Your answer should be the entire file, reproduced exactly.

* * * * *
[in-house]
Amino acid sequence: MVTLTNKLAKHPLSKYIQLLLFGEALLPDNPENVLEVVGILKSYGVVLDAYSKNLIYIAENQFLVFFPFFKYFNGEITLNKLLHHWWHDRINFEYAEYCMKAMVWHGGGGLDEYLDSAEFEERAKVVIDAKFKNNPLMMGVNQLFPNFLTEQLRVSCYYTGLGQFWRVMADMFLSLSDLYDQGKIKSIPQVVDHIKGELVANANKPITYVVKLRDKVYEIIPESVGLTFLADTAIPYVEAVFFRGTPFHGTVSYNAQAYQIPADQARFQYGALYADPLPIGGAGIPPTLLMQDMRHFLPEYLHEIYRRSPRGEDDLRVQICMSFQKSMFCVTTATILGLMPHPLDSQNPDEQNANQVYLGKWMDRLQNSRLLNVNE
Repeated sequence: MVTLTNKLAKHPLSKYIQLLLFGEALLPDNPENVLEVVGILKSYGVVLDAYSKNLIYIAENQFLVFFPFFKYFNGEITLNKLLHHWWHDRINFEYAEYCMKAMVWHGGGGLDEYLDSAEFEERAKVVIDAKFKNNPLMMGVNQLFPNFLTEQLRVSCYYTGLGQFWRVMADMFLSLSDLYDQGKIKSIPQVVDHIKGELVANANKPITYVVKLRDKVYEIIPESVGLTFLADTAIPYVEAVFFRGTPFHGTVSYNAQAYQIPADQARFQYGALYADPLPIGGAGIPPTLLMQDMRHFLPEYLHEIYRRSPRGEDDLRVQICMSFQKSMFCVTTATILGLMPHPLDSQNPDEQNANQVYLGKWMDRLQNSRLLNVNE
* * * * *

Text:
[in-house]
Amino acid sequence: MVTLTNKLAKHPLSKYIQLLLFGEALLPDNPENVLEVVGILKSYGVVLDAYSKNLIYIAENQFLVFFPFFKYFNGEITLNKLLHHWWHDRINFEYAEYCMKAMVWHGGGGLDEYLDSAEFEERAKVVIDAKFKNNPLMMGVNQLFPNFLTEQLRVSCYYTGLGQFWRVMADMFLSLSDLYDQGKIKSIPQVVDHIKGELVANANKPITYVVKLRDKVYEIIPESVGLTFLADTAIPYVEAVFFRGTPFHGTVSYNAQAYQIPADQARFQYGALYADPLPIGGAGIPPTLLMQDMRHFLPEYLHEIYRRSPRGEDDLRVQICMSFQKSMFCVTTATILGLMPHPLDSQNPDEQNANQVYLGKWMDRLQNSRLLNVNE
Repeated sequence: MVTLTNKLAKHPLSKYIQLLLFGEALLPDNPENVLEVVGILKSYGVVLDAYSKNLIYIAENQFLVFFPFFKYFNGEITLNKLLHHWWHDRINFEYAEYCMKAMVWHGGGGLDEYLDSAEFEERAKVVIDAKFKNNPLMMGVNQLFPNFLTEQLRVSCYYTGLGQFWRVMADMFLSLSDLYDQGKIKSIPQVVDHIKGELVANANKPITYVVKLRDKVYEIIPESVGLTFLADTAIPYVEAVFFRGTPFHGTVSYNAQAYQIPADQARFQYGALYADPLPIGGAGIPPTLLMQDMRHFLPEYLHEIYRRSPRGEDDLRVQICMSFQKSMFCVTTATILGLMPHPLDSQNPDEQNANQVYLGKWMDRLQNSRLLNVNE